Saturday, January 10, 2009

Just being.

"I think being a woman is like being Irish... Everyone says you're important and nice, but you take second place all the time."
— Iris Murdoch

"Just my luck, I was born an Irish woman..."
— Me.

Today was a pretty good day all in all. I found out for example that despite my feeling at times decrepit and old, I'm not as bad off as I thought. How so you ask? My new health plan comes with free YMCA membership. Pools, Sauna, Gym, everything. Today I managed to convince myself to actually use it. I figured I'd start with something simple and fairly easy, so I sat down on the stationary bike and blinked. It had a cockpit display that looked harder to fly than a Cessna, and I actually flew one of those once. Turns out, it was actually very easy to use. So following Preventions recommendation I started out really light on level one and quickly found myself a bit frustrated. I was hardly moving. Level two, then three, four, five and so on until I started feeling some resistance at level eight. I don't know how many levels it has, but I found the whole thing slightly amusing. Twenty years since I've done any serious biking and here I am at level eight (whatever that means) and cycling along nice and steady.

I should have brought a book. After 20 minutes and six miles later I was bored. Just sitting there pedaling away, and boredom, not fatigue got to me. So, I wandered back to the locker room, changed and left. As I was driving home, it started to sink in how much I missed cycling. How good I felt afterward, that rush of feel good drugs the body makes. Years ago, like twenty, maybe a few more than that, I rode everyday. I'd get up in the morning, ride ten miles or more, go about my day, and then ride another ten or so at the end of the day. On weekends I'd do some serious rides, like from Danbury, Connecticut to Boston, Massachusetts. I wish I could say I was joking, but no, it was around 300 miles round trip and I usually took about 14 hours one way to make the trip, which of course gave me time to hang out in Boston. Plus in those days I was crazy, pure, unquestionable, unbiased, nuts. I'd get on the highway and take the highway to Boston. It was shorter and more direct, plus I'd do most of it in the dark so I wouldn't get in trouble. Yeah, like I said, crazy.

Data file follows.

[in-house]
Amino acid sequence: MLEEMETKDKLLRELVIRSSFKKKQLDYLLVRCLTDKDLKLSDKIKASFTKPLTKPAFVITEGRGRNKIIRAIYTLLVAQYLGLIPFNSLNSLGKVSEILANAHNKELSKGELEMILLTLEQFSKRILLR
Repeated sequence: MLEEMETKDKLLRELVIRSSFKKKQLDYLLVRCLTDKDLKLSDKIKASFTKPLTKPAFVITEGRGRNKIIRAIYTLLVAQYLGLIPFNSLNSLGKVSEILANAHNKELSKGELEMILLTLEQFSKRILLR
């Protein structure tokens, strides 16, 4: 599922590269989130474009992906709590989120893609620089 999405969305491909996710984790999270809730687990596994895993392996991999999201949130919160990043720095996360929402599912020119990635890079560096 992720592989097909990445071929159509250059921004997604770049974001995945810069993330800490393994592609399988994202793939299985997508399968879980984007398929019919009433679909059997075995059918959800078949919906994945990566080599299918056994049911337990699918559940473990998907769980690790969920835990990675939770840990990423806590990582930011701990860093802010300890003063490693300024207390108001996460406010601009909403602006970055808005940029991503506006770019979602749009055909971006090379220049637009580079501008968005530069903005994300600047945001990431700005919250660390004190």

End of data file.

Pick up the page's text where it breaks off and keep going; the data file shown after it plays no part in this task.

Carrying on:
Anyway, that was, over twenty years ago, and I had no right to expect to do six miles of decent riding in twenty minutes averaging about twelve miles an hour. Mind you I'm not complaining, not hardly, it also bodes well for getting into shape faster and easier than I thought, and dropping the weight I want, and need to lose. I'm looking forward to spending more time there, and swimming! Multiple indoor pools! Awesome!

Other than that I did a bunch of running around, getting things done, nothing earth shaking going on. I came home to find a bunch of stuff I'd ordered had come in, and the warranty replacement for the aerobed I'd ordered had also come in. This way, when Ellie comes out to visit at the end of the month, she'll have a comfortable bed to sleep on., not just a sleeping bag on the floor. Probably one of those things I'd ordered that thrilled me most where the Cubic Zirconia earrings I got at Amazon. Dirt cheap, I mean they are after all just carbon compressed down into diamonds right? "Real" diamonds are just too expensive to bother with these days, at least given the rest of my very relaxed, country girl look. Fact is however I love the sparkle, some pure "shiny" as Kaylee on Firefly would say, a nice counterpoint to my laid back country girl look. It's a nice look. Shiny in the ears, proper manicure of nicely buffed, clear coated natural nails, and a hint of lip gloss says there is more to this woman than a simple country girl look.